Even though William Faulkner once described Hollywood as the "plastic asshole of the world," he spent two decades writing screenplays there. At Garden & Gun, John Meroney examines Faulkner's film career, including writing for Howard Hawks and having an affair with his secretary. Pair with: Our essay on Cormac McCarthy's attempt at screenwriting.
The good people over at The Rumpus have added another fantastic essay to their Albums of Our Lives series. This week, it’s Jonathan Kime who gives The Cure’s crushing, overwhelmingly melancholic 1989 album Disintegration the track-by-track treatment. Earlier iterations included Sufjan Stevens and Jason Isbell.
We are only a few days away from our annual 2010 Year in Reading series! Over the past couple of months, we've asked dozens of readers, writers, and thinkers to tell us about the best book they read all year. On December 1st, we’ll begin posting pieces from some of the biggest names in literature and publishing. Look for more announcements on the site and twitter over the next few weeks. While you wait, check out last year's Year in Reading series to get in the spirit!
South Floridian bandits, fishermen, drunks, madmen, and college students are mourning the imminent demise of beloved Miami institution, Jimbo's. The site of the "Who Lets The Dogs Out" video, the Flipper movie starring Elijah Wood, and a couple iterations of the now-defunct Swampstomp music festival, Jimbo's defied summation. Put simply, you had to see it yourself. The way I always explained it to my friends up North was by telling them it was like The Rum Diary met CBGB's and Will Smith's "Miami" video. Still, even that's insufficient, so I recommend reading the Miami New Times' epic chronicle of the place's history.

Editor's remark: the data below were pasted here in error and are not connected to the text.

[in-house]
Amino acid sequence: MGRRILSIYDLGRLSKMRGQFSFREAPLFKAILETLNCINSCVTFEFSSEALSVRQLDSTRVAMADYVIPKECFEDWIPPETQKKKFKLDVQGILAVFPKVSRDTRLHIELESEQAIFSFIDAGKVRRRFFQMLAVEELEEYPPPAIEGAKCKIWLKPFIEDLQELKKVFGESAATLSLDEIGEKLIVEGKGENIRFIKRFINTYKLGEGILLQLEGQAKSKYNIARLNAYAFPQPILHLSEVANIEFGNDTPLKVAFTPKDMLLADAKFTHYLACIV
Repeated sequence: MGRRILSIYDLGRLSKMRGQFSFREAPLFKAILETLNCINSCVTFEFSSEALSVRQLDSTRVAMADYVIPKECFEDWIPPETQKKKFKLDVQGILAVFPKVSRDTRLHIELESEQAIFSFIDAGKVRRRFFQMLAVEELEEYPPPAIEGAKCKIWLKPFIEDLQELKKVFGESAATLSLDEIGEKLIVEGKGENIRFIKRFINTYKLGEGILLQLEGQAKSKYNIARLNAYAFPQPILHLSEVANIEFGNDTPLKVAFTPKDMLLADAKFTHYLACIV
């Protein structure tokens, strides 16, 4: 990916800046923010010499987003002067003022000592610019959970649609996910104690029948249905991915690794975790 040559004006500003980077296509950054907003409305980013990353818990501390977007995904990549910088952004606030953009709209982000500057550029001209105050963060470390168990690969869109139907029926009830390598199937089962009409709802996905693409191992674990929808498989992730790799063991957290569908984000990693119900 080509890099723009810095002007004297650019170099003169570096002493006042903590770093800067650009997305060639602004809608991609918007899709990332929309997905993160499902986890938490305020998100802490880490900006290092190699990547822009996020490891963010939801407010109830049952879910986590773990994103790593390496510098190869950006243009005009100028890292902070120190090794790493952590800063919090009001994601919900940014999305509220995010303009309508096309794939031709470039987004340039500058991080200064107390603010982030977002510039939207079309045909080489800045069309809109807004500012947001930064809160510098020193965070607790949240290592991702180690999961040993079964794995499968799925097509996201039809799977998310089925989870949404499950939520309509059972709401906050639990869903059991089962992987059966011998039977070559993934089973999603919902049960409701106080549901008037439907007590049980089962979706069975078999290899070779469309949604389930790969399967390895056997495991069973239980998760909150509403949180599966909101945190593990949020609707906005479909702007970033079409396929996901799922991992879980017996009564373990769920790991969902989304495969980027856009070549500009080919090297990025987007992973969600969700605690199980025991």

As I watch a crowd build for readings at the public library, it is always with some anxiety that I survey my strange companions - chess geeks there for Gary Kasparov, decomposing leftists to hear Lawrence Wright on Iraq - and worry about my place among them.Last Thursday, when Michael Ondaatje came to the Philadelphia public library to read from Divisadero, there was no such trepidation however. It may set me on edge to share politics with a room of people, but it is intimate to share a story. While we waited for Ondaatje to appear, a library staffer poured water into a glass beside the lectern and I chatted with the woman sitting next to me. Neither of us had read Divisadero, but we had The English Patient between us. She had finished it well after midnight, in bed on a Tuesday. I was on a train headed for Albany, pulling along the Hudson, when I put my copy down.Ondaatje took the stage in standard touring author attire, a loosely cut gray suit over a white dress shirt, open at the collar. He had a puff of thinning white hair and a beard to match and a round of middle age paunch drooping over his waist. Never having met the man, I could have picked him out of a room of strangers.Ondaatje explained that he began his writing career as a poet and that tonight, before he began Divisadero, he wanted to read a few stanzas. I could not tell if this was routine, or if he'd been grabbed by an impulse on the way over. Either way, the room was rapt as he read "The Cinnamon Peelers Wife" which contained the question, "what good is it to be the lime burner's daughter/ left with no trace/ as if not spoken to in the act of love/ as if wounded without the pleasure of a scar." There was ample nodding as he went along, and some affirmational sighing at the end. It was reassuring to feel that out of this monotonous book tour, there might be some live pleasure in tonight's performance. That, I think, was at least half the enjoyment of the poems, both our own, and what we hoped he gained by reading them.Book readings, particularly of literary fiction, often have an awkward quality. Athletes and actresses practice their craft in public and we consume it in the company of other people, but books are private affairs from start to finish. Ondaatje read a considerable amount from Divisadero, which is written in three parts and plays with time and memory much like The English Patient does. His prose has the same impressionistic, scattered quality as his poetry and subsequently Ondaatje talked about learning to write as if creating a collage. He was affable and warm and seemed genuinely happy to be in a basement auditorium with a room of people who had filled the interstices of their lives with his work.When it came time for questions, a man of approximately Ondaatje's same age alluded to Henry James and Evelyn Waugh and asked Ondaatje to comment on the miscegenating effects of his work. Ondaatje answered he was glad if his writing had that effect, but that it was not really on his mind when he wrote. I raised my hand next. I wanted to know why he thought it was that it takes time before tragedies and wars yield themselves to art, such that the first efforts are rarely as good as later ones. He answered that he was not really interested in writing about political themes, and preferred to take the perspective of small characters with peripheral relationship to big events. I don't think he meant to elide the question. It was more that from the perspective of his own creative experience, my question did not make any sense. As more questions followed, Ondaatje seemed a little befuddled by the inquiries and connections people drew from his work. They were clearly not the same provocations which had spurred him. It is possible for two people to love the same thing for different reasons and that was the space which developed between Ondaatje and the crowd as the event neared its finish. He had the pleasure of writing his stories, and we had the pleasure of reading them, and the limit of that relationship was like the pleasure of a scar.